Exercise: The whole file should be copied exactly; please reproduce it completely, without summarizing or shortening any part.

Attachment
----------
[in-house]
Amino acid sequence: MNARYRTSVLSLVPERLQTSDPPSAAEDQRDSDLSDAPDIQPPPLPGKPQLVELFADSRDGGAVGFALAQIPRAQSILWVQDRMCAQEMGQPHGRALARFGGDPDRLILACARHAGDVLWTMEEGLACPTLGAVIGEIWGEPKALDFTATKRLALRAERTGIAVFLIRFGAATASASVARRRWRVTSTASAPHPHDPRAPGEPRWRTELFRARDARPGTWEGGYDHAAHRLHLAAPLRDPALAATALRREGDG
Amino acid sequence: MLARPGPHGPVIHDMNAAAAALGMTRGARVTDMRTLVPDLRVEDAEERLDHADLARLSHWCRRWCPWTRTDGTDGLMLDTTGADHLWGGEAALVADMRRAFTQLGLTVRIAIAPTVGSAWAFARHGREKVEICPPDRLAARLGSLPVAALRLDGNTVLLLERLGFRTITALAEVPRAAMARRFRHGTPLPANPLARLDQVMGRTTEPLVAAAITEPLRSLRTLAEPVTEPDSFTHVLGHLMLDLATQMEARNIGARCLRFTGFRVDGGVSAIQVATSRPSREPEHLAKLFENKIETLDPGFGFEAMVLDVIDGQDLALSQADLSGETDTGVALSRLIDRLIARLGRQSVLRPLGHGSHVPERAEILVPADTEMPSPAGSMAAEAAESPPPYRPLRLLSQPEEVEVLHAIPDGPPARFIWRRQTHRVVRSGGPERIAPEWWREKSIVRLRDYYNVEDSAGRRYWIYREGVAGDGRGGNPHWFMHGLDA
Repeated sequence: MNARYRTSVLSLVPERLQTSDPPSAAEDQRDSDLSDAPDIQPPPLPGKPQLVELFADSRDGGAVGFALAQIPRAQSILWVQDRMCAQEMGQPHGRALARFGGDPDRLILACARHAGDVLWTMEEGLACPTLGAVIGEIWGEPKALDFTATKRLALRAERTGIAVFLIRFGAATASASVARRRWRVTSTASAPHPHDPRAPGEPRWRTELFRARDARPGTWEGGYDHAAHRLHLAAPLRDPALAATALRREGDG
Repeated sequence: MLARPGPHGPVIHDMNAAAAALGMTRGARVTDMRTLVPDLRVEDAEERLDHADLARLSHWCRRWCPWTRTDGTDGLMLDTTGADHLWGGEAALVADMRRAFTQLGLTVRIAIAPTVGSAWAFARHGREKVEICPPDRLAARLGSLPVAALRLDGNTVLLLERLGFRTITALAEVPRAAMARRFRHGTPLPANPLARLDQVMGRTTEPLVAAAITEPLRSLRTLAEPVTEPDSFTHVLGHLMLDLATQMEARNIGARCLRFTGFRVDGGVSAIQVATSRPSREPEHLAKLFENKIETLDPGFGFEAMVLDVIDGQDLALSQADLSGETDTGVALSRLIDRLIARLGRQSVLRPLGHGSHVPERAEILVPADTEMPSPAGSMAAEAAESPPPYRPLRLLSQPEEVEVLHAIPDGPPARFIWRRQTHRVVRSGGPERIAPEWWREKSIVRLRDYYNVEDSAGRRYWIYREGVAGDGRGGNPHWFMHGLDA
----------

[in-house]
Amino acid sequence: MNARYRTSVLSLVPERLQTSDPPSAAEDQRDSDLSDAPDIQPPPLPGKPQLVELFADSRDGGAVGFALAQIPRAQSILWVQDRMCAQEMGQPHGRALARFGGDPDRLILACARHAGDVLWTMEEGLACPTLGAVIGEIWGEPKALDFTATKRLALRAERTGIAVFLIRFGAATASASVARRRWRVTSTASAPHPHDPRAPGEPRWRTELFRARDARPGTWEGGYDHAAHRLHLAAPLRDPALAATALRREGDG
Amino acid sequence: MLARPGPHGPVIHDMNAAAAALGMTRGARVTDMRTLVPDLRVEDAEERLDHADLARLSHWCRRWCPWTRTDGTDGLMLDTTGADHLWGGEAALVADMRRAFTQLGLTVRIAIAPTVGSAWAFARHGREKVEICPPDRLAARLGSLPVAALRLDGNTVLLLERLGFRTITALAEVPRAAMARRFRHGTPLPANPLARLDQVMGRTTEPLVAAAITEPLRSLRTLAEPVTEPDSFTHVLGHLMLDLATQMEARNIGARCLRFTGFRVDGGVSAIQVATSRPSREPEHLAKLFENKIETLDPGFGFEAMVLDVIDGQDLALSQADLSGETDTGVALSRLIDRLIARLGRQSVLRPLGHGSHVPERAEILVPADTEMPSPAGSMAAEAAESPPPYRPLRLLSQPEEVEVLHAIPDGPPARFIWRRQTHRVVRSGGPERIAPEWWREKSIVRLRDYYNVEDSAGRRYWIYREGVAGDGRGGNPHWFMHGLDA
Repeated sequence: MNARYRTSVLSLVPERLQTSDPPSAAEDQRDSDLSDAPDIQPPPLPGKPQLVELFADSRDGGAVGFALAQIPRAQSILWVQDRMCAQEMGQPHGRALARFGGDPDRLILACARHAGDVLWTMEEGLACPTLGAVIGEIWGEPKALDFTATKRLALRAERTGIAVFLIRFGAATASASVARRRWRVTSTASAPHPHDPRAPGEPRWRTELFRARDARPGTWEGGYDHAAHRLHLAAPLRDPALAATALRREGDG
Repeated sequence: MLARPGPHGPVIHDMNAAAAALGMTRGARVTDMRTLVPDLRVEDAEERLDHADLARLSHWCRRWCPWTRTDGTDGLMLDTTGADHLWGGEAALVADMRRAFTQLGLTVRIAIAPTVGSAWAFARHGREKVEICPPDRLAARLGSLPVAALRLDGNTVLLLERLGFRTITALAEVPRAAMARRFRHGTPLPANPLARLDQVMGRTTEPLVAAAITEPLRSLRTLAEPVTEPDSFTHVLGHLMLDLATQMEARNIGARCLRFTGFRVDGGVSAIQVATSRPSREPEHLAKLFENKIETLDPGFGFEAMVLDVIDGQDLALSQADLSGETDTGVALSRLIDRLIARLGRQSVLRPLGHGSHVPERAEILVPADTEMPSPAGSMAAEAAESPPPYRPLRLLSQPEEVEVLHAIPDGPPARFIWRRQTHRVVRSGGPERIAPEWWREKSIVRLRDYYNVEDSAGRRYWIYREGVAGDGRGGNPHWFMHGLDA